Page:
While all the worlds above are much chillier than any placeon Earth, one of the coldest spots in space is space itself. The cosmicmicrowave background radiation that permeates the universe (and is the remnantenergy of the theoretical Big Bang) has a temperature of 2.725 degrees Kelvin –that’s minus 455 degrees Fahrenheit, or minus 270 degrees Celsius. Might wantto install a heater on that sleigh…

Planck spacecraft

The chilliest known spot in space isn’t an icy comet, oreven space itself, but is something man-made: the European Space Agency’s Planckspacecraft. On its way to its final orbiting point – where it will observethe remnant radiation of the theoretical Big Bang – the telescope cooled downto its operating temperature of minus 459.49 degrees Fahrenheit (minus 273.05Celsius). This temperature is just 0.1 Celsius above absolute zero, the coldesttemperature theoretically possible in our universe.

Moon’s polar craters

Paradoxically, the coldest (natural) place known in thesolar system isn’t some distant object orbiting in the icy Kuiper belt, butinstead lies much closer to the sun. In September, NASA’s new LunarReconnaissance Orbiter took the temperature of the permanently shadowed cratersat the moon’s south pole (where its companion LCROSS probe found waterice deposits after impacting one crater in October).? LRO’s instrumentsfound that the craters plunged the mercury to less than minus 397 degrees Fahrenheit(minus 238 Celsius) – colder even than the surface of far away Pluto. Betterpack some extra sweaters, Santa!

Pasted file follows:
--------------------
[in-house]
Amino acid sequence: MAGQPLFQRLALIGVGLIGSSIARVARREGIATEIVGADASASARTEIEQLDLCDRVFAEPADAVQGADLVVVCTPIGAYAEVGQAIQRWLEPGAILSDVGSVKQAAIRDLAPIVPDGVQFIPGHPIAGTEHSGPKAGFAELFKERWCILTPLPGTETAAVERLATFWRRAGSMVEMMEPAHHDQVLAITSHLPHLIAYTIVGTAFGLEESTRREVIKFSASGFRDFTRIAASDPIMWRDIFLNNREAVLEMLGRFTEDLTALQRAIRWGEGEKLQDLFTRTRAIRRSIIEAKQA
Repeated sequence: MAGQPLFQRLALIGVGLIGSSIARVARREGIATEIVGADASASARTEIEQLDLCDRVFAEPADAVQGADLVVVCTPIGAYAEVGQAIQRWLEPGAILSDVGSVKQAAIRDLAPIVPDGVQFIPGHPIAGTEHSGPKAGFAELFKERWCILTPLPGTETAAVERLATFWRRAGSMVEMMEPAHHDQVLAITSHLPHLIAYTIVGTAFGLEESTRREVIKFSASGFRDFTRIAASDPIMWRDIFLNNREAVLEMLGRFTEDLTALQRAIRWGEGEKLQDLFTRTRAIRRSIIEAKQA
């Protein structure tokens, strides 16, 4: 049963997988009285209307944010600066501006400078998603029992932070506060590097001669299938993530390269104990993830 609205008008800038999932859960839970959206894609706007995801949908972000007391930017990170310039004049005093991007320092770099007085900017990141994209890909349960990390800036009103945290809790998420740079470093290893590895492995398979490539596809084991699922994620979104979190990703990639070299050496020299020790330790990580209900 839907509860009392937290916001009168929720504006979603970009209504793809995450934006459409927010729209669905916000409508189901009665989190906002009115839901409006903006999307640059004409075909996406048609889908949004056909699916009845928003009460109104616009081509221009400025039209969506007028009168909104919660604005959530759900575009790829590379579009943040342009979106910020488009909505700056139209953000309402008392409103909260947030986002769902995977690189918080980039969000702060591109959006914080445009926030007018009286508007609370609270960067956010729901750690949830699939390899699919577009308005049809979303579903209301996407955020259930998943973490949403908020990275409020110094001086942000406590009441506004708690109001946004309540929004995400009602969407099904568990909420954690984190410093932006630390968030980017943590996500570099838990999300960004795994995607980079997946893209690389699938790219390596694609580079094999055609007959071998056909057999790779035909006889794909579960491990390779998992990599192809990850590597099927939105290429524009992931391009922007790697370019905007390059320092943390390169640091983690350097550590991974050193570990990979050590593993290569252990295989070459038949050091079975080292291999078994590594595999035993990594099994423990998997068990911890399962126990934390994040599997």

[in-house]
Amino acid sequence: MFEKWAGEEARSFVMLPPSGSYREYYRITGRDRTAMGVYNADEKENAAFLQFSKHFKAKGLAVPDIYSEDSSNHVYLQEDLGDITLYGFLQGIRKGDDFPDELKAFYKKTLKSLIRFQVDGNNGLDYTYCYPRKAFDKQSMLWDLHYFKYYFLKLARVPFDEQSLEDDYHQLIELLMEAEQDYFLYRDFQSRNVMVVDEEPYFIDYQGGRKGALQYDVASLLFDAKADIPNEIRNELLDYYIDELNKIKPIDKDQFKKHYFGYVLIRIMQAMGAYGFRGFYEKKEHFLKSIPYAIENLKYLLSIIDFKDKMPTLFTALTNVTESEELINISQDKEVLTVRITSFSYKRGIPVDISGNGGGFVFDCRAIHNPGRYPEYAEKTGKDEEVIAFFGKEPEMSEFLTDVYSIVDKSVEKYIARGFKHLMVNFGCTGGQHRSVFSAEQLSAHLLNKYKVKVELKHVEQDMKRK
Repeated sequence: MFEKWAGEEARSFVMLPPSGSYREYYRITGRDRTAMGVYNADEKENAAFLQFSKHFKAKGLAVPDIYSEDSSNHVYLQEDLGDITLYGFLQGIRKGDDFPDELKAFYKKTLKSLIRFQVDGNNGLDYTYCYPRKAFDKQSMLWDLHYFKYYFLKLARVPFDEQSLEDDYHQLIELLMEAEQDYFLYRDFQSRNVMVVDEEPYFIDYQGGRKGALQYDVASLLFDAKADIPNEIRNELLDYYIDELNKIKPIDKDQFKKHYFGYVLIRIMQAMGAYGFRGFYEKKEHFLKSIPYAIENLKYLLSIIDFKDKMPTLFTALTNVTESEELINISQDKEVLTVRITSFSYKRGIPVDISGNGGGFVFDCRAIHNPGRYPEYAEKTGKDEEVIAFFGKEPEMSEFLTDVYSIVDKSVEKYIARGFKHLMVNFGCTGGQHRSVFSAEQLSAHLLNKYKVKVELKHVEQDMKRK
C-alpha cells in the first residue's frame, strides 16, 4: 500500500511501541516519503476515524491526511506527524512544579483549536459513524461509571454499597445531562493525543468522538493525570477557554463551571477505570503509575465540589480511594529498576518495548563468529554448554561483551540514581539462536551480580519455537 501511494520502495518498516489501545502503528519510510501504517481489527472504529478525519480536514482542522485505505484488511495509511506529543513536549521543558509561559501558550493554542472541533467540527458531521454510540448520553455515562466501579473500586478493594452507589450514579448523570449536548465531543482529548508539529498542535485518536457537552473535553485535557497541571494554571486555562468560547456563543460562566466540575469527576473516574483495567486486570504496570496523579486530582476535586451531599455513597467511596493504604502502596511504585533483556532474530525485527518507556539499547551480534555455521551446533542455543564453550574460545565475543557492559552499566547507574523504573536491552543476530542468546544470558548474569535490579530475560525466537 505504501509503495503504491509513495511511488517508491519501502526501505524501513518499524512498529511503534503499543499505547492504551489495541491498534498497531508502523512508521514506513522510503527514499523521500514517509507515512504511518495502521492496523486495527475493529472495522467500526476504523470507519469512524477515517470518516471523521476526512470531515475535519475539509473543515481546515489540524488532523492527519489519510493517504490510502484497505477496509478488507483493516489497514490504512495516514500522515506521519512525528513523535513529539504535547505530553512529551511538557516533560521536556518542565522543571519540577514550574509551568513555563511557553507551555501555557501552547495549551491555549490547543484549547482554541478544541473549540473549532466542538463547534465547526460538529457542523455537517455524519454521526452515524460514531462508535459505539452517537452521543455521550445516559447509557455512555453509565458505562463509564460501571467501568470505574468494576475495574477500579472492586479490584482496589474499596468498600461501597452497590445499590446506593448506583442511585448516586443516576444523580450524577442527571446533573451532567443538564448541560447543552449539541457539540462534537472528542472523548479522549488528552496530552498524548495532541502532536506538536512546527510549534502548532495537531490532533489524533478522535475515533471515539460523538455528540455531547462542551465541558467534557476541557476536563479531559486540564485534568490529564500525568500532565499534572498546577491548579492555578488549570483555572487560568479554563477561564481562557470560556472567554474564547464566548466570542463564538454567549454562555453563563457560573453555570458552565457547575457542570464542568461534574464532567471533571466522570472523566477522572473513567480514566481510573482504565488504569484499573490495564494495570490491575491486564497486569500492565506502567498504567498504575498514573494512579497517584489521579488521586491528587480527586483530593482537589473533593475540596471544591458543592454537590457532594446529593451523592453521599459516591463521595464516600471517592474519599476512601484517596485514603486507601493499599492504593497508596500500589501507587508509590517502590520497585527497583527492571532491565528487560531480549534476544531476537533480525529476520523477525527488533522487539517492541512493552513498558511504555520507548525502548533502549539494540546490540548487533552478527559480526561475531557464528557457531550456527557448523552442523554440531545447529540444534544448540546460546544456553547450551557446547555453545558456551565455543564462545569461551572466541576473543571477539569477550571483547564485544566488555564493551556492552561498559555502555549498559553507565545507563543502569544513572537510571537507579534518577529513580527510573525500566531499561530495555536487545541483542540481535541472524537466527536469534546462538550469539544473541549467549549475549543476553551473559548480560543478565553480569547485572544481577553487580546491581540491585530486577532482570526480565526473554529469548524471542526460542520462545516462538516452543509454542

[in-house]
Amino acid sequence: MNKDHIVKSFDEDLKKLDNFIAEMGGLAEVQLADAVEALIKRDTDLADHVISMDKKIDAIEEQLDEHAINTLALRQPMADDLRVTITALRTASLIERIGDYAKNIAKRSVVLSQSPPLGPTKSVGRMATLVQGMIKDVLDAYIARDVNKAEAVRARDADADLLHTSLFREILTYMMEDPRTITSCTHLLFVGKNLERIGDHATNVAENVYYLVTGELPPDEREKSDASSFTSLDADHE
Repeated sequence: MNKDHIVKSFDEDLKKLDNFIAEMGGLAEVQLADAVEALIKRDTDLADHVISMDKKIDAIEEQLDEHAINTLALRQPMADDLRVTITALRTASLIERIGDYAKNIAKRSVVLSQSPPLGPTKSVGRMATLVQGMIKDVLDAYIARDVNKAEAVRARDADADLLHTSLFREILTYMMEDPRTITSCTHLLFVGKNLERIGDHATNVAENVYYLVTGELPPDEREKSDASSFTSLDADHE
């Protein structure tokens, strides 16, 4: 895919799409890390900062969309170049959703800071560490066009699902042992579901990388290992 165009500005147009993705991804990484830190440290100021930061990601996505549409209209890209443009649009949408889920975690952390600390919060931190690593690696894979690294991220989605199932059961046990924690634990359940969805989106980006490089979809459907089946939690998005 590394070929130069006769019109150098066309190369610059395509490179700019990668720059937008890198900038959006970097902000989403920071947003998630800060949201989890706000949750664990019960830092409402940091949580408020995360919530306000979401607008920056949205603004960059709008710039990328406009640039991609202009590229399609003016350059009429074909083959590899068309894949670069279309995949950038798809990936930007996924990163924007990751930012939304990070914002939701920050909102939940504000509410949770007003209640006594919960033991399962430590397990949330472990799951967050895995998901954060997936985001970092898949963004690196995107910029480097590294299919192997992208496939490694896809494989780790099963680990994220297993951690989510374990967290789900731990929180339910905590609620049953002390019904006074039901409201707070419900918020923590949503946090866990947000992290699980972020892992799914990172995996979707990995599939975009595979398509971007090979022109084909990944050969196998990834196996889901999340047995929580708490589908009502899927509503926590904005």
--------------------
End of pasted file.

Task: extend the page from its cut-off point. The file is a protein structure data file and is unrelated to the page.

Join our Space Forums to keep talking space on the latest missions, night sky and more! And if you have a news tip, correction or comment, let us know at: community@space.com.

Andrea Thompson

Andrea Thompson is an associate editor at Scientific American, where she covers sustainability, energy and the environment. Prior to that, she was a senior writer covering climate science at Climate Central and a reporter and editor at Live Science, where she primarily covered Earth science and the environment. She holds a graduate degree in science health and environmental reporting from New York University, as well as a bachelor of science and and masters of science in atmospheric chemistry from the Georgia Institute of Technology.